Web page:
IFA today joined farm organisation colleagues from Germany, Denmark, the Netherlands, the UK and Sweden for a technical discussion with members of Commissioner Phil Hogan’s Cabinet to ensure that the 18th July dairy funding package is fair and equitable for all EU dairy farmers, including those who invested to expand in the legal certainty of the end of quotas.
IFA Dairy Executive Catherine Lascurettes, who participated in the meeting, said: “All EU dairy farmers are under enormous financial pressure, with milk prices below production costs everywhere, and the market downturn, which has lasted longer than anyone expected, is making farmers’ situations intolerable. All EU dairy farmers need continued support and the EU Commission and Agriculture Council must come forward with a package which will help them cope with the cash flow implications of the slump until the emerging recovery takes hold. However, this package must be fair and equitable, and suggestions that it might disadvantage milk producers who have expanded production are totally unacceptable to IFA and to many of our EU colleagues”.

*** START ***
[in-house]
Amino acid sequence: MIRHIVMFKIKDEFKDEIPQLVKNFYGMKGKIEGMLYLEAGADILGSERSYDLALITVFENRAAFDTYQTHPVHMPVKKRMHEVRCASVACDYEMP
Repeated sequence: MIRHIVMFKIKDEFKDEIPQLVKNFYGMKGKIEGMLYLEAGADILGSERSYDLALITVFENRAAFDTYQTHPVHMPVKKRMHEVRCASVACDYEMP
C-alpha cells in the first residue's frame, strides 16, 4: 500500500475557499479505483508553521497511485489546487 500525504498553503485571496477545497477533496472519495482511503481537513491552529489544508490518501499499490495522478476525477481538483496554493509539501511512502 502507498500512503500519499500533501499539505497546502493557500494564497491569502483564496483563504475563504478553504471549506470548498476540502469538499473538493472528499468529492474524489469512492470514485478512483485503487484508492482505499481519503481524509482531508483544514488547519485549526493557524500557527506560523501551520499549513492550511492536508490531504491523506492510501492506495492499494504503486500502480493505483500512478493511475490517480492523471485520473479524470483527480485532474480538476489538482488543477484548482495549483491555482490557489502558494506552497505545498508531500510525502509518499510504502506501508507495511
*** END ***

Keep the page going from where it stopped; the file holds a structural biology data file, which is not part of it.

“Farmers have invested in the legal certainty of the end of milk quotas. In order to supply a continuing growing global demand for dairy products, they are probably more vulnerable than most from a cash flow perspective. Their investment, and that undertaken by their processing industry, makes a very significant contribution to the general and rural economy of the EU, and to the growth of what is a hugely valuable business sector employing hundreds of thousands in all regions of Europe,” she said.
“It is unfair and unacceptable to blame those entrepreneurs for a supply/demand imbalance which has its origin in global factors, including two years of global milk production growth, the loss of Russia and partial loss of China as significant buyers, and the pressure on demand caused by lower oil revenues for some emerging markets,” she said.
“Also, it is short term thinking only which suggests that for the EU to reduce production unilaterally would solve the current slump. Furthermore, as supplies are already moderating, one has to question the wisdom of making the spending of scarce EU funds to ease cash flow pressures conditional on production reduction. As a policy, reducing production with every downturn is damaging to the huge economic potential of the EU dairy sector, and does nothing to better equip dairy farmers to cope with volatile prices and incomes,” she said.
“Long term, market risk management instruments must be developed to help farmers cope with the volatility which is now part of normality. For this year’s crisis, we need cash flow supports which are fair and equitable, and do not discriminate against those farmers who have invested to grow their sector,” she concluded.